We had originally planned to construct a large, deep amphitheatre below our IT Park building, but that area is very boggy, with surface moisture, underground streams and constant seepage. We’ve had 4 different excavator operators come in to start digging foundations, but all have managed to get stuck in the quagmire and have left the site shaking their heads. Our geophysical survey report tells us that the water table starts just under the surface and continues in some spots to a depth of 45 metres!
Rather than fight Mother Nature, we decided to work with her, and I proposed instead to create a beautiful marsh garden in that area, using large trees, colourful flowering plants and local grasses suited to the conditions.
We’ll have a spectacular waterfall tumbling down into a rock-strewn little cove, which feeds into two running streams. These streams will converge to fill a large pond area, before spilling over into yet another stream that meanders to the bottom of our 5 acres, and eventually finds its way to the Wangchu River , a couple of kilometres away.
Most of the initial shaping and early planting work for the marsh garden has now been completed, but possibly the most important feature is being constructed right now.
A chhorten is a (usually small) religious monument that houses sacred items, creates good karma and blessings, and is revered by all Buddhists. The construction of new highways and buildings is always planned so as not to disturb existing chhortens.
Some special ones contain a prayer-wheel that is driven by water, and that is what we are constructing on our site.
Here is a typical modern, free-standing chhorten, located in the town of Dochula and built for tourists. It even houses a telescope to view the mountains!
The one I envisaged for our site was to be slightly more rustic and traditional in style. We had some local architects design a couple for us, but these were too formal in appearance and lacked the earthiness and natural energy that we seek for this special area.
A Bhutanese friend put me in touch with some men from an outer village, who specialise in building traditional chhortens in rural areas. When I met them to discuss our project, they understood instantly what was required, and a few days later, their team of 5 men took up residence on our site and began work.
After first temporarily diverting the stream away from their work site, the men dug foundation holes for the structure...
... and because the chhorten will be in constantly running water, and straddling the muddy stream banks, they erected steel reinforced concrete pillars for strength.
The next day, using stone left over from other projects on the site, up she goes!
This guy even remembered to leave himself an escape route...the lower hole is where the stream will flow through after turning the propeller.
It was only a couple of days before the roof framing started. This was made from local blue pine timber, for religious significance as well as being a great choice for the purpose...long lasting as well as insect and water repellent.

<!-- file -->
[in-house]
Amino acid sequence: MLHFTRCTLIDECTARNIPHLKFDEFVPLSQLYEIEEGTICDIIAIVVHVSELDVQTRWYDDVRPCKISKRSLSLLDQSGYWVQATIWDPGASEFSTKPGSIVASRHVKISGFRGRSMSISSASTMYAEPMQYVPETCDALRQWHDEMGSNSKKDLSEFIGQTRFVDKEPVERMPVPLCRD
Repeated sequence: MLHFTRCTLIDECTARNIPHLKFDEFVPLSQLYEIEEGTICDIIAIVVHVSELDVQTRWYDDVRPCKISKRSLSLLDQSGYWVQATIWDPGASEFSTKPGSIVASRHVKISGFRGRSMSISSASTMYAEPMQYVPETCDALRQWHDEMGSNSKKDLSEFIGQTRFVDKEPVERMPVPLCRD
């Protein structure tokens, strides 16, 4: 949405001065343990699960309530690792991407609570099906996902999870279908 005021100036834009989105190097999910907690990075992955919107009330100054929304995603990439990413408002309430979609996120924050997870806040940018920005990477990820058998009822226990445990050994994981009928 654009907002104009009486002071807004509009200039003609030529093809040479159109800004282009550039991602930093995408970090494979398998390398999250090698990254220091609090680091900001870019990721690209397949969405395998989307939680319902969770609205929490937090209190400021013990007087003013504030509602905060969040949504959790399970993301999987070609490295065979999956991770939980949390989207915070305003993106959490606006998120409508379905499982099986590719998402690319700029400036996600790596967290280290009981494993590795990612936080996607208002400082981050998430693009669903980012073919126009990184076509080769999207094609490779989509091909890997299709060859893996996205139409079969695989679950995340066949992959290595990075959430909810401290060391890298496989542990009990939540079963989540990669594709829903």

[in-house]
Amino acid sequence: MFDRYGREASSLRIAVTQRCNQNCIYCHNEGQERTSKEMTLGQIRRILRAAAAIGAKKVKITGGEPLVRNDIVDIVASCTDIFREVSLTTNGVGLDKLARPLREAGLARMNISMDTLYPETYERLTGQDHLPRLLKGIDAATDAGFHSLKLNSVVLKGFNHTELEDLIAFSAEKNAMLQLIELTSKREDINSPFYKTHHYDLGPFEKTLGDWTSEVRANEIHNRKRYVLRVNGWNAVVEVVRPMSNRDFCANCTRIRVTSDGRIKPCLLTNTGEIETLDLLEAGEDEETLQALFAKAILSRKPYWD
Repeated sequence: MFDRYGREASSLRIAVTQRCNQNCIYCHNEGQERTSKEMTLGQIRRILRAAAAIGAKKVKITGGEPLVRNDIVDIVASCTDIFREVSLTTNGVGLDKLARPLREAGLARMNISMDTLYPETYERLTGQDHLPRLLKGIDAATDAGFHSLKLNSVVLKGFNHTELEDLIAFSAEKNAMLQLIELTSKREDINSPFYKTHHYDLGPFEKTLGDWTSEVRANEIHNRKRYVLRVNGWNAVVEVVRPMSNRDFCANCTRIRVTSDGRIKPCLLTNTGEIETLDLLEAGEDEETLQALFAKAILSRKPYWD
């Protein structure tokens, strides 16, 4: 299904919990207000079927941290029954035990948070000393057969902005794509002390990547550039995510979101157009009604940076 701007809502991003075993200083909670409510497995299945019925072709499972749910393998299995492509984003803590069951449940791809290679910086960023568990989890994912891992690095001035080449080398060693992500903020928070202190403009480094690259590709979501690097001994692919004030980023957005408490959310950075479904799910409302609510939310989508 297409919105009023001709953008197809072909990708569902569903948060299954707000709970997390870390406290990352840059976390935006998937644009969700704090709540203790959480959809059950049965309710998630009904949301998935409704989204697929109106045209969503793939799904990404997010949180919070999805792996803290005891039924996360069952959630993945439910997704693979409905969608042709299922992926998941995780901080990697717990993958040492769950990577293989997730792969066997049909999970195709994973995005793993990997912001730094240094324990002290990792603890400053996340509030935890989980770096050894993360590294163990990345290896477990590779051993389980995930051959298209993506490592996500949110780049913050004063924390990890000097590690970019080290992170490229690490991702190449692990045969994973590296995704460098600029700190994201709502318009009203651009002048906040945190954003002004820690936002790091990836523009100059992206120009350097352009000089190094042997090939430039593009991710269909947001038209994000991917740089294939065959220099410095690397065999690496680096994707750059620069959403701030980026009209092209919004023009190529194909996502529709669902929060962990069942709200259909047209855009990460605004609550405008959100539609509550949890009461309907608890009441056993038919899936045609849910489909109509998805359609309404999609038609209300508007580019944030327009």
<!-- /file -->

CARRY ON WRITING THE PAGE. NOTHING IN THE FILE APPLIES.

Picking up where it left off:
Those dozens of ornate, wooden cornices are individually hand-carved before being placed in a specific arrangement.
Ready to put on the lid....
Corrugated iron for strength, durability and waterproofing...
Roofing timbers are made from hand cut slats of local cypress, symbolically held in place with stones from the nearby Wangchu River. (The galvanised nails helped too, I'm sure!)
The hand-shaped (with a machete!) cypress wheel will support the 4000 paper prayer sheets...
This pipe will be submerged in the stream and direct the water flow onto the propeller to spin the prayer-wheel.
The propeller...with a modern and very strong wheel-bearing to ensure reliable, long-lasting service!
The slope between the chhorten and the main building will be cleared and planted with grass and shrubs this week...
4000 sheets of paper prayers (I didn't count them), already blessed and waiting to be rolled around the timber shaft inside the prayer-wheel.
Half the prayers in place, wrapped in silk cloth...another roll will be added on top of these.
A steel sheet, painted and wrapped around the prayers to keep them dry for the next 100 years or so.
This will be finished by hand-painting of beautiful, traditional Bhutanese motifs.
An ornate door to seal the prayers inside.
Preparing the prayer-flags on bamboo poles...
A close-up of the prayer-flag. No, I can't read it, either!
Beautiful brass bell that will be mounted inside the chhorten. As the wheel gently turns in the stream, a small rod will strike the bell and chime for all to hear. And it has a sweet sounding note, too.
The ring being held is in the shape of a dragon, the famed "Druk" (Thunder Dragon), after which Bhutan is named.
An auspicious day was chosen for the official blessing by local monks...
The prayer-flags send their messages on the winds...
The stream will be diverted back through the chhorten...